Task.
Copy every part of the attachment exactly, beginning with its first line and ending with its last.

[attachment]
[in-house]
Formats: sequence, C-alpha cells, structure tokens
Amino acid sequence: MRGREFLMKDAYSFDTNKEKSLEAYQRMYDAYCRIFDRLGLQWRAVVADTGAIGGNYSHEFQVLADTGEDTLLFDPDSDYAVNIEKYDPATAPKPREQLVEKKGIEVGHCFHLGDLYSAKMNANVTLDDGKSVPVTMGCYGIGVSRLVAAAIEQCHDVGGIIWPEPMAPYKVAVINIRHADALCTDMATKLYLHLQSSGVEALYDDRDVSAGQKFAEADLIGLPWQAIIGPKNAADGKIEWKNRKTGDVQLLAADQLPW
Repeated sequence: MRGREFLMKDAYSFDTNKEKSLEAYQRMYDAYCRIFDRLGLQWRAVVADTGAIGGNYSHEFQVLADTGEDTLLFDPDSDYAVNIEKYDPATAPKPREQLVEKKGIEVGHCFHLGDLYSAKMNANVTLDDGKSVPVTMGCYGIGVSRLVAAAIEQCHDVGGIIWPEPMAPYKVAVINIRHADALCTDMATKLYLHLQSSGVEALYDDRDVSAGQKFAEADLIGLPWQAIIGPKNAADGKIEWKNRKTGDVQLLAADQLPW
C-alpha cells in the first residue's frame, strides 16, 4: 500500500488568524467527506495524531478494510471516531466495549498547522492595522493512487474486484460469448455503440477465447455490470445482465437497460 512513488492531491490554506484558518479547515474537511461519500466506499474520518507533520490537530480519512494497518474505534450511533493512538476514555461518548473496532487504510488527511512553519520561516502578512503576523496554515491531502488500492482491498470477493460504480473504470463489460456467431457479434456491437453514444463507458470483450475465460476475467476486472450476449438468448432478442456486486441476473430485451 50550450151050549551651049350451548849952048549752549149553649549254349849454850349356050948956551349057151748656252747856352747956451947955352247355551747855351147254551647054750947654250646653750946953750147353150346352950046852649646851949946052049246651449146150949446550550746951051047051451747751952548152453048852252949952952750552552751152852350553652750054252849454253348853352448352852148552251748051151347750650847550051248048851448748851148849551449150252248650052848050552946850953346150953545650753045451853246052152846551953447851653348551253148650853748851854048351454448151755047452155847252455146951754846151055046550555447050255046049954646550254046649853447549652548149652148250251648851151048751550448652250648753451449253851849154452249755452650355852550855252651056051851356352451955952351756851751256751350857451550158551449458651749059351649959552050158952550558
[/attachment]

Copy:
[in-house]
Formats: sequence, C-alpha cells, structure tokens
Amino acid sequence: MRGREFLMKDAYSFDTNKEKSLEAYQRMYDAYCRIFDRLGLQWRAVVADTGAIGGNYSHEFQVLADTGEDTLLFDPDSDYAVNIEKYDPATAPKPREQLVEKKGIEVGHCFHLGDLYSAKMNANVTLDDGKSVPVTMGCYGIGVSRLVAAAIEQCHDVGGIIWPEPMAPYKVAVINIRHADALCTDMATKLYLHLQSSGVEALYDDRDVSAGQKFAEADLIGLPWQAIIGPKNAADGKIEWKNRKTGDVQLLAADQLPW
Repeated sequence: MRGREFLMKDAYSFDTNKEKSLEAYQRMYDAYCRIFDRLGLQWRAVVADTGAIGGNYSHEFQVLADTGEDTLLFDPDSDYAVNIEKYDPATAPKPREQLVEKKGIEVGHCFHLGDLYSAKMNANVTLDDGKSVPVTMGCYGIGVSRLVAAAIEQCHDVGGIIWPEPMAPYKVAVINIRHADALCTDMATKLYLHLQSSGVEALYDDRDVSAGQKFAEADLIGLPWQAIIGPKNAADGKIEWKNRKTGDVQLLAADQLPW
C-alpha cells in the first residue's frame, strides 16, 4: 500500500488568524467527506495524531478494510471516531466495549498547522492595522493512487474486484460469448455503440477465447455490470445482465437497460 512513488492531491490554506484558518479547515474537511461519500466506499474520518507533520490537530480519512494497518474505534450511533493512538476514555461518548473496532487504510488527511512553519520561516502578512503576523496554515491531502488500492482491498470477493460504480473504470463489460456467431457479434456491437453514444463507458470483450475465460476475467476486472450476449438468448432478442456486486441476473430485451 50550450151050549551651049350451548849952048549752549149553649549254349849454850349356050948956551349057151748656252747856352747956451947955352247355551747855351147254551647054750947654250646653750946953750147353150346352950046852649646851949946052049246651449146150949446550550746951051047051451747751952548152453048852252949952952750552552751152852350553652750054252849454253348853352448352852148552251748051151347750650847550051248048851448748851148849551449150252248650052848050552946850953346150953545650753045451853246052152846551953447851653348551253148650853748851854048351454448151755047452155847252455146951754846151055046550555447050255046049954646550254046649853447549652548149652148250251648851151048751550448652250648753451449253851849154452249755452650355852550855252651056051851356352451955952351756851751256751350857451550158551449458651749059351649959552050158952550558